The Bird In The Bamboo Cage by Hazel Gaynor

Sunflower Seeds

The Bird In The Bamboo Cage by Hazel Gaynor is an incredibly powerful historical novel that will educate you as you read. It is based on true life events, making the book even more powerful.

Much is known about the war in Europe during World War II but far less is known about the war in the Pacific – this book helps to rectify this.

The story opens in China during 1941 at the Chefoo Missionary School. Many will realise the significance of the year as the Japanese bombed Pearl Harbor in December 1941, making war in the Far East a certainty. As the Japanese walked into China, they occupied the missionary school. The whole school moved twice to different internment camps, each one worse than the last. The Japanese guards were incredibly cruel but there were those who maintained their humanity, showing little pockets of kindness.

The tale is told through two alternating points of view – a teacher and a pupil. Their experiences are similar but different as the teacher tries to cushion her pupils from the horrors. Even within the camps, school learning and routines continued, in order to help maintain some familiarity.

In the filth and the cruelty bonds were formed, linking survivors together forever. If you weren’t there, you could never understand what happened.

The people were imprisoned by walls but their minds were free. “Freedom wasn’t something I had to wait for, but was something I could choose. In my mind … I could be as free as the birds.” Freedom of minds helped to keep hope alive. A Buddhist saying was also on their minds and helped. “The price of freedom is simply choosing to be; liberation is in the mind.”

Hope came in the form of sunflower seeds – a gift given as the teachers and children left their original Chefoo building. Whenever tragedy struck, a sunflower seed would be planted in remembrance.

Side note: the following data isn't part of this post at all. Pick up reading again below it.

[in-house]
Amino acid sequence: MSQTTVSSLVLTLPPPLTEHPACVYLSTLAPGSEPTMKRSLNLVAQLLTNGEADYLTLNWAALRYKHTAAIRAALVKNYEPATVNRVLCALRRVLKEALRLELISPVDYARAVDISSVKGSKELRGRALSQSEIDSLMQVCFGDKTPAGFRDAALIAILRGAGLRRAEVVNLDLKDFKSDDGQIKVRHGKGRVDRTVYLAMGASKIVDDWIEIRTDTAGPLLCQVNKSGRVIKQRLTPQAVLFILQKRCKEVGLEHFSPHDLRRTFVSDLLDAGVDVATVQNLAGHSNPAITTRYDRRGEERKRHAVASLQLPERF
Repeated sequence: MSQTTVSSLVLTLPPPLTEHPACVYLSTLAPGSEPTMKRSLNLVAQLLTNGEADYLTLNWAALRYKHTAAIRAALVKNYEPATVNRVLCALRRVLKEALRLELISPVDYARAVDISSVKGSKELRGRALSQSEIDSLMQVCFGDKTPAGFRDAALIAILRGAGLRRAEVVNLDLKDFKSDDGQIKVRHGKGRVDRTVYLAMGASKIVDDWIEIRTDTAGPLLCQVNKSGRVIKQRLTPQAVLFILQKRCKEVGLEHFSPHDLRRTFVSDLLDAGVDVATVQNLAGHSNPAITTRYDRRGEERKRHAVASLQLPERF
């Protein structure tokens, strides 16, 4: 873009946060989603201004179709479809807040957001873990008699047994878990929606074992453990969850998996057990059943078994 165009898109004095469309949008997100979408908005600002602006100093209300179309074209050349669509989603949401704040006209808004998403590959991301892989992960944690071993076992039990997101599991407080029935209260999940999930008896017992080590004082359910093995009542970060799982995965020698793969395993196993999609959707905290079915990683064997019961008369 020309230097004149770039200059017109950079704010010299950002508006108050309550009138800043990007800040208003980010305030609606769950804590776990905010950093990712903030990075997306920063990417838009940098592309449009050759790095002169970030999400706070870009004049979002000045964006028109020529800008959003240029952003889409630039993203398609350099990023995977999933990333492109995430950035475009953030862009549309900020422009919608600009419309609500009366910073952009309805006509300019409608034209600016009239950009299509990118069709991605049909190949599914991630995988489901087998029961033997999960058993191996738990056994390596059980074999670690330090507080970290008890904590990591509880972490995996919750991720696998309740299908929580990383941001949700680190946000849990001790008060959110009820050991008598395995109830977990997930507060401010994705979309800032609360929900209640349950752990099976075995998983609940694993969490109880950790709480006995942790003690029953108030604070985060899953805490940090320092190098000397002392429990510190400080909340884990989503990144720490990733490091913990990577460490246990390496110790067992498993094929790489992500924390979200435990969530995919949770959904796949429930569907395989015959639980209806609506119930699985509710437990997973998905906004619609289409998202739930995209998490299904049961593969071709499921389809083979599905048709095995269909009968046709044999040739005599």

God walked alongside His children but in the darkness He was not always visible. “I really wasn’t sure if God heard anything at all.” It is easy to question God’s existence but “The Lord is always listening, and those who have faith will never be alone.”

Prayers were important. They too were questioned. “Prayers won’t bring an end to the war, or to this … invasion. Prayers can’t bring back our loved ones.” Prayers link us to God. We need Him all the time, especially in the dark.

We learn the value of people. “It isn’t the bricks and mortar that make a home… It’s the people.” It is people pulling together, helping each other in the times of unimaginable evil.

Christian missionary and runner, Eric Liddell was in the same camp as the school in real life. We see how he was an encouragement to all.

The Bird In The Bamboo Cage was such a powerful read. I read it in just two sittings. The people and the horrific circumstances all came alive under Hazel Gaynor’s marvellous pen. We will never truly know the horrors that the people endured and survived because we were not there. However, Hazel Gaynor gives us a glimpse. Reality would have been far worse.

I will leave you with my favourite quote:

“Our war wasn’t one of battles and bombs. Ours was a war of everyday struggles; of hope versus despair, of courage against fear, strength over frailty… So we simply went on, rising and falling with each sunrise and sunset; forever lost, until we were found…” Wow!

I received a free copy. A favourable review was not required. All opinions are my own.


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